"They have stolen our money," Mantashe said in an interview on SAFM. "They are a British company now. They have a responsibility to talk to South Africa on the operations."
Anglo American owns 80 percent of Amplats, which is cutting 14,000 jobs, 13,000 of which will be in Rustenburg, as it seeks to slash costs.
Mantashe said South Africa needs to take "a bigger interest and control" of mines and claimed Anglo was closing shafts in the North West simply to push up platinum prices.
He said plenty of people would be happy to invest, including himself, and was sure others could make a profit with the shafts.
He also dismissed claims that Amplats was cutting production to save the company and said he thought there was an ulterior motive.
"What you are doing is reducing supply, and you can have only one objective, that of pushing the price through the roof."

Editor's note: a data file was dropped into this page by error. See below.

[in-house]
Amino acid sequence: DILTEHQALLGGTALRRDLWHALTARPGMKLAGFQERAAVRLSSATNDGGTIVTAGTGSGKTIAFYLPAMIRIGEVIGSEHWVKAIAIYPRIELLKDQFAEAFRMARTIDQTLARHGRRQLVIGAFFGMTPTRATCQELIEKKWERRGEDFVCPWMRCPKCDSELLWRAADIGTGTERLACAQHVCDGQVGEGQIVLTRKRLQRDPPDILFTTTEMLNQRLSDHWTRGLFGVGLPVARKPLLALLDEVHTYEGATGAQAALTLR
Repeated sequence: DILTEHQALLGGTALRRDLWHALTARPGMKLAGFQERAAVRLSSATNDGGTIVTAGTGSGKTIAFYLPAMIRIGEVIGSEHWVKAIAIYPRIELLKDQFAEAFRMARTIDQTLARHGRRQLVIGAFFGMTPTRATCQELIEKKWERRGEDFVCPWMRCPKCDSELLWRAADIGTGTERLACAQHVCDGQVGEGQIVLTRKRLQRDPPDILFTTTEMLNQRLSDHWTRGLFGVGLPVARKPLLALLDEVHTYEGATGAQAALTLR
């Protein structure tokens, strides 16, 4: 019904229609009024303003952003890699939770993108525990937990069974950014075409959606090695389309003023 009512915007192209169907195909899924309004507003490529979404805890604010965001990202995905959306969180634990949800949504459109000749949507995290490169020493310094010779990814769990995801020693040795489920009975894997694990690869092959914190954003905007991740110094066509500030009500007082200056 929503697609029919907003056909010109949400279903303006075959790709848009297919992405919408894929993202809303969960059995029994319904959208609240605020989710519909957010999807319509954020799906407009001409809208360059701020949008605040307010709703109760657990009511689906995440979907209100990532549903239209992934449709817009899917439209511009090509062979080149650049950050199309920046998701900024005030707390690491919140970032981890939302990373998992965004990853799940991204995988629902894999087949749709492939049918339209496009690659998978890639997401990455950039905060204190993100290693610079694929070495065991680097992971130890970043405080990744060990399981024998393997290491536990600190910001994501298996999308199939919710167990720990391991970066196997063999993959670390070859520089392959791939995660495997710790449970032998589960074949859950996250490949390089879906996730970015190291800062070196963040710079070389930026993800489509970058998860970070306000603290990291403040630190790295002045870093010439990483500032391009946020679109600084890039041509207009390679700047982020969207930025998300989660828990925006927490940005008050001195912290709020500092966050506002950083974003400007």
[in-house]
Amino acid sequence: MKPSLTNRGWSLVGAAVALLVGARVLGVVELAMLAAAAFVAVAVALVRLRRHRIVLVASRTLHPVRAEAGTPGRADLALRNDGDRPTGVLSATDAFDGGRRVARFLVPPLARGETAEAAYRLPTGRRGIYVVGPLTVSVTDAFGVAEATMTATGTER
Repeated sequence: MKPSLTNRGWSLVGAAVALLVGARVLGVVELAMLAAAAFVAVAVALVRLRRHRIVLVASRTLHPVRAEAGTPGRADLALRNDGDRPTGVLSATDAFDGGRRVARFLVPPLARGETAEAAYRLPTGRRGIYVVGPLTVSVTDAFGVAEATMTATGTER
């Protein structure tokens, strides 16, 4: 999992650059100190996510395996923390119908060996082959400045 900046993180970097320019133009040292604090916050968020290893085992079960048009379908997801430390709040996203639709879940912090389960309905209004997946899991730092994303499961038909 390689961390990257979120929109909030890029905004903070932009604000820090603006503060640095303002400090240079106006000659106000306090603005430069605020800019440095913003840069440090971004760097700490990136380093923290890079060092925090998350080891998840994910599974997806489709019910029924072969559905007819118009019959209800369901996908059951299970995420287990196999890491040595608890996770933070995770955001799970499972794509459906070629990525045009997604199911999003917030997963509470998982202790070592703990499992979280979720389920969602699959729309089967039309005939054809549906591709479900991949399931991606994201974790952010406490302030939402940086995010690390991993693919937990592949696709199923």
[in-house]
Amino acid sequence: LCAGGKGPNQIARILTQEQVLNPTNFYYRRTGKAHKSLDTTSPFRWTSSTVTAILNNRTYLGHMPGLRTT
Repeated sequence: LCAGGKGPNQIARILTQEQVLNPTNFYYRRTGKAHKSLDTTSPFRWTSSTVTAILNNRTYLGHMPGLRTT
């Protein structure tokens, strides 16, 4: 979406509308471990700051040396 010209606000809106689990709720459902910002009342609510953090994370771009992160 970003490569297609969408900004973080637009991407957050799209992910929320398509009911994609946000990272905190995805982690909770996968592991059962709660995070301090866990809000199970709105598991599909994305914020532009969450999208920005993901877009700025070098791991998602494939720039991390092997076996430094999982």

Mantashe said SA was sitting on top of 80 percent of the world's known platinum reserves.
On January 15, Amplats released its platinum review, stating that it will reconfigure its Rustenburg operations into three mines, sell its Union mine and deliver R3.8 billion in cost savings by 2015.
The plans are the result of a review of its operations undertaken by parent company Anglo American in a bid to return the company to long-term profitability.
Last year South African mineworkers staged a series of wildcat strikes that led to more than 40 deaths.
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